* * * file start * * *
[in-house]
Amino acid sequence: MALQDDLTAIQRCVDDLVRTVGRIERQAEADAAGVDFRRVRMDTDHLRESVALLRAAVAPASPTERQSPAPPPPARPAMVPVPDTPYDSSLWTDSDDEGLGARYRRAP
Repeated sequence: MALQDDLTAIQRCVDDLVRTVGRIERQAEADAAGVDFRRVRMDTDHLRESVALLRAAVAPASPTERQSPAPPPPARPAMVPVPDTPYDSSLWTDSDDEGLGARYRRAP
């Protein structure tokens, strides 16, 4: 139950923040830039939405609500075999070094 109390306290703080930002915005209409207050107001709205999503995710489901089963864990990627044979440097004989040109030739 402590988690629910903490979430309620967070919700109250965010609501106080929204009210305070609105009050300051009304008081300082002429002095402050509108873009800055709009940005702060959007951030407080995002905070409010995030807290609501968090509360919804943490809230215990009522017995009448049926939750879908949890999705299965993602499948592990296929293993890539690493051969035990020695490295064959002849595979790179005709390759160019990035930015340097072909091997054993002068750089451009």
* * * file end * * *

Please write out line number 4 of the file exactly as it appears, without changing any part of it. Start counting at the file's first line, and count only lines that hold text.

């Protein structure tokens, strides 16, 4: 139950923040830039939405609500075999070094 109390306290703080930002915005209409207050107001709205999503995710489901089963864990990627044979440097004989040109030739 402590988690629910903490979430309620967070919700109250965010609501106080929204009210305070609105009050300051009304008081300082002429002095402050509108873009800055709009940005702060959007951030407080995002905070409010995030807290609501968090509360919804943490809230215990009522017995009448049926939750879908949890999705299965993602499948592990296929293993890539690493051969035990020695490295064959002849595979790179005709390759160019990035930015340097072909091997054993002068750089451009």